It may take years to fully understand what Brexit will mean to the global economy in general and to the shipping industry specifically. Our research of recent articles on Brexit and its implications for shipping, however, offered some interesting items.
As reported in Maritime Executive, the UK Chamber of Shipping emphasized that Britain is an island nation that relies on shipping for 95% of its international trade. There are many trade treaties in place or being written around the world with Britain as part of the EU. Examples include the EU-Canada trade agreement, the EU-India Bilateral Trade and Investment Agreement, and the EU-US Transatlantic Trade and Investment Partnership. These will need to be re-negotiated to establish new trading ties with global partners and with the EU. Both the Chamber and Lloyd's of London anticipate that these complex negotiations will not occur swiftly.
Lloyd's List indicates that the main concern for shipping companies will be taxes and tariffs since the UK will no longer be within the European trading bloc. As well, shipping firms will experience a new burden in terms of complying with both UK and EU regulatory standards. The site also mentions that Brexit should have no immediate impact on regulations overseen by the International Maritime Organization (IMO).
Britain had the world's largest merchant fleet in the past, but no longer holds that distinction with European countries Greece, Norway, Denmark and Germany now outstripping the UK, and with many Asian nations boasting active shipping industries. UK container volume now makes up less than 2% of the world total (by TEUs).
The UK is still a major center for shipping services – shipping law firms, insurance underwriters, shipbrokering. However, that may change with bank and insurance operations looking abroad to move their operations to a new, European, financial center.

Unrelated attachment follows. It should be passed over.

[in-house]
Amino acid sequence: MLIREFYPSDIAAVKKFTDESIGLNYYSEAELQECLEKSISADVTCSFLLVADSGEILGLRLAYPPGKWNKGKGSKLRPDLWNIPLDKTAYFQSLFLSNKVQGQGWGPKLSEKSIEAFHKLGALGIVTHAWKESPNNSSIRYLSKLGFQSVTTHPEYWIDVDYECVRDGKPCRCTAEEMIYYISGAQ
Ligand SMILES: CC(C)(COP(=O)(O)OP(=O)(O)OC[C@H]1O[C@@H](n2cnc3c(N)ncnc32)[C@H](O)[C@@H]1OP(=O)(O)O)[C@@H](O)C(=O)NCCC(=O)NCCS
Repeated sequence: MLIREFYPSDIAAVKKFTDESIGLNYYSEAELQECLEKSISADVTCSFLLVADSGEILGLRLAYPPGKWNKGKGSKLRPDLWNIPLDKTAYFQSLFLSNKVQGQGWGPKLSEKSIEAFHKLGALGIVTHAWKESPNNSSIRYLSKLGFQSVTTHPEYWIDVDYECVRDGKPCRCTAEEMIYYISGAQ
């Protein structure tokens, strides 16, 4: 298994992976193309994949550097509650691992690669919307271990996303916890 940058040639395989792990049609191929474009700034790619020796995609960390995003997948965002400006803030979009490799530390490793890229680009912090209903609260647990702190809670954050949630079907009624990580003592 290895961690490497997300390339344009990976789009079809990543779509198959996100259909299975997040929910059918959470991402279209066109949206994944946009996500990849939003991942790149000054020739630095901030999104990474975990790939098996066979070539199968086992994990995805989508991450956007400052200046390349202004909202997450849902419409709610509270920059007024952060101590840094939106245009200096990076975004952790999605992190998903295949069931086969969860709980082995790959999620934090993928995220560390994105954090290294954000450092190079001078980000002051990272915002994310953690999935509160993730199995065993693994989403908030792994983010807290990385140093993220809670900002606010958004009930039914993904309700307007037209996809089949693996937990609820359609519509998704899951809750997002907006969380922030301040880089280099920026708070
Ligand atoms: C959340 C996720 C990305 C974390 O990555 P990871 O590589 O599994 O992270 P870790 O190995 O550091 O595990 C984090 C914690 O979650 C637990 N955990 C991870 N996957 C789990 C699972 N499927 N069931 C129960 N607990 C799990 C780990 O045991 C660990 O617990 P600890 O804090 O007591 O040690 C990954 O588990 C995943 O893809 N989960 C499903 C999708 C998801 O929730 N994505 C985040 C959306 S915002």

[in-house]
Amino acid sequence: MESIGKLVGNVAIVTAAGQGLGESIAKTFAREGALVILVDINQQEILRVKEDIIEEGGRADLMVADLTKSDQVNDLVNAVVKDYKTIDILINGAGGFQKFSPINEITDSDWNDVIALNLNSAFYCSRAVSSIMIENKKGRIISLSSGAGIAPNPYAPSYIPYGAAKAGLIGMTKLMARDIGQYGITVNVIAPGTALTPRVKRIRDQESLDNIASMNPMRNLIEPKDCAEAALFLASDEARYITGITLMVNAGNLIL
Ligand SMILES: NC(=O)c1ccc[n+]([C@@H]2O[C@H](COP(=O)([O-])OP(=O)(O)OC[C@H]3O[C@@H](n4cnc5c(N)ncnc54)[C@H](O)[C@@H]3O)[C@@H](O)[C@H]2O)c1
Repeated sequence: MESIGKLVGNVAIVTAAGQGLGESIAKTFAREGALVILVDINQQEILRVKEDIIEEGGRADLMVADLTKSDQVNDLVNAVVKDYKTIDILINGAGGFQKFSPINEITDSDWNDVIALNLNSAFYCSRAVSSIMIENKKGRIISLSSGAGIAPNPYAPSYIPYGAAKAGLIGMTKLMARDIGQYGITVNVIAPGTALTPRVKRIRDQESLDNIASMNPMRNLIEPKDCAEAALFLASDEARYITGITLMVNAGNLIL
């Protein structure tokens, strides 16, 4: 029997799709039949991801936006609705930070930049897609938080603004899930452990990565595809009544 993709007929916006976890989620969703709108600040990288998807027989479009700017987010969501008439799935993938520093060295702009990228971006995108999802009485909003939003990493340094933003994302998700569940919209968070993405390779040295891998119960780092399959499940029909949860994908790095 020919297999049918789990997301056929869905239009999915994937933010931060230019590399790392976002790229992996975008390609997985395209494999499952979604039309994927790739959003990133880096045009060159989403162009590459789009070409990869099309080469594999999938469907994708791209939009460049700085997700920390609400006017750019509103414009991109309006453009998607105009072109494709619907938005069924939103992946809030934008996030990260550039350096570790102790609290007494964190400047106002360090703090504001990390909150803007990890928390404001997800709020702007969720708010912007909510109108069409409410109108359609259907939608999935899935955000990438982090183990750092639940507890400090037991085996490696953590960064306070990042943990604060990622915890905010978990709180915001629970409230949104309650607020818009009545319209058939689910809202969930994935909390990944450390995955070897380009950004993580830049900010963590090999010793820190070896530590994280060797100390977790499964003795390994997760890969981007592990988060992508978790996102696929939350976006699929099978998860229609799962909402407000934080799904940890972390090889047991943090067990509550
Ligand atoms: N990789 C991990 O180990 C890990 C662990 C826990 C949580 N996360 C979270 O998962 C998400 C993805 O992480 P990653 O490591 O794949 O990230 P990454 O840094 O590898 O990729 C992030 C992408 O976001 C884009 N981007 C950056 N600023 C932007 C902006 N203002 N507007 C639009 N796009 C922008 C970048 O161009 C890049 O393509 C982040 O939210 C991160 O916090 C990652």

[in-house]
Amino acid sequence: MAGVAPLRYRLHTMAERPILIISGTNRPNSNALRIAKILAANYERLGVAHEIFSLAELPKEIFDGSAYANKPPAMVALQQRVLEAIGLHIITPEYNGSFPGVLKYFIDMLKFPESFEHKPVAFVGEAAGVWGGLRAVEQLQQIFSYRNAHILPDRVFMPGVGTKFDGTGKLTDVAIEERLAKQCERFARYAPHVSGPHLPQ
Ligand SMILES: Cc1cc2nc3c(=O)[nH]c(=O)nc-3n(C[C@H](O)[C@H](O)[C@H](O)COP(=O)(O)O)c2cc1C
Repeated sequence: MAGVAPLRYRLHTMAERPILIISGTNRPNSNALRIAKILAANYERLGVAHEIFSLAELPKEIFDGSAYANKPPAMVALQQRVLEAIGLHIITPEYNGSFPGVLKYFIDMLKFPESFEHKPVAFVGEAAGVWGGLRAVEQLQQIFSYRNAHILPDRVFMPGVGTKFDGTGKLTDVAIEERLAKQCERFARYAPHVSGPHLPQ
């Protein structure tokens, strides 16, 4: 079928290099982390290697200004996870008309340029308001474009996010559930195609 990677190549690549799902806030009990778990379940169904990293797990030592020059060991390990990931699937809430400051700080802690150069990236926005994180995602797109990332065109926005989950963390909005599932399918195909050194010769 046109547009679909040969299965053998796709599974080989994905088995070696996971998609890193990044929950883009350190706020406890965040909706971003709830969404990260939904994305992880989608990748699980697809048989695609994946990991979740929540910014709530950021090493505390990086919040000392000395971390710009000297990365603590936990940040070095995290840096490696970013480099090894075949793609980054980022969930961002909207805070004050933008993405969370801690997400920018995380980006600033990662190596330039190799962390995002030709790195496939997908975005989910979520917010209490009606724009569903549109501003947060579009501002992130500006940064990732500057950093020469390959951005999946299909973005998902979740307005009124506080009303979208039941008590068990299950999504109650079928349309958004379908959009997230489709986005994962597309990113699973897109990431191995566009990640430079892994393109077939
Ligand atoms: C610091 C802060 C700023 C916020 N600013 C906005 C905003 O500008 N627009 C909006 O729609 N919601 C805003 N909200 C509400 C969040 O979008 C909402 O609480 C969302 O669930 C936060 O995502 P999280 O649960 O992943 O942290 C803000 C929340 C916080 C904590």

World Maritime News reports that while the UK will have little impact on container shipping, Brexit might have a positive impact on oil products. Recently, crude oil shipments to EU countries from the UK, have been trending down; the first quarter of 2016 saw exports down to 5.1 million tons, from 7.8 million tons of crude oil in 2005. But, Britain's propinquity to Europe may see a cost benefit due to the short-haul shipping nature of the trade.
The Norton Rose Fulbright Law Firm views the effect of Brexit upon the shipping sector this way: Although Brexit will not stop British shipping firms from carrying cargo to or from EU ports, taxes and duties may change, as will passport requirements. Access to the British ship register may be affected for EU entities.
Britain is also a partner, via the EU, in a variety of global efforts such as the Navfor anti-piracy project off Somalia, maritime security measures with NATO regarding migrant trafficking as well as joint EU-NATO naval operations in the Mediterranean Sea. As well, SOLAS and MARPOL (international conventions governing safety at sea and environmental issues) may need to redefine the UK position with the UK soon to be outside of the EU.
Hellenic Shipping News reviewed the impact of Brexit on shipping before the vote was taken. Here is their take on the topic. Shipping is extremely important to the UK with that sector of the economy contributing €12 billion each year. Approximately 420,000 people are involved in the shipping sector and the country is still one of the top ten ship owning nations in the world. Shipping is also important to the EU economy; 51% of its freight is transported by sea, 400 million people utilize the sea for travel, there are 22 coastal member states in the EU with 1,200 seaports handling the cargo from 60,000 non-EU ships annually.
The rest of the EU is the UK's biggest trading partner and that trade is unlikely to stop with Brexit. The laws governing shipping and trade between the two entities is bound to need modifications. What those will be is unclear at this point. As Lloyd's has also mentioned, trade agreements will need to be adjusted particularly if membership in the EU was a major point of any agreement. Finally, competition between EU and UK shipping firms and economies may change and become more aggressive.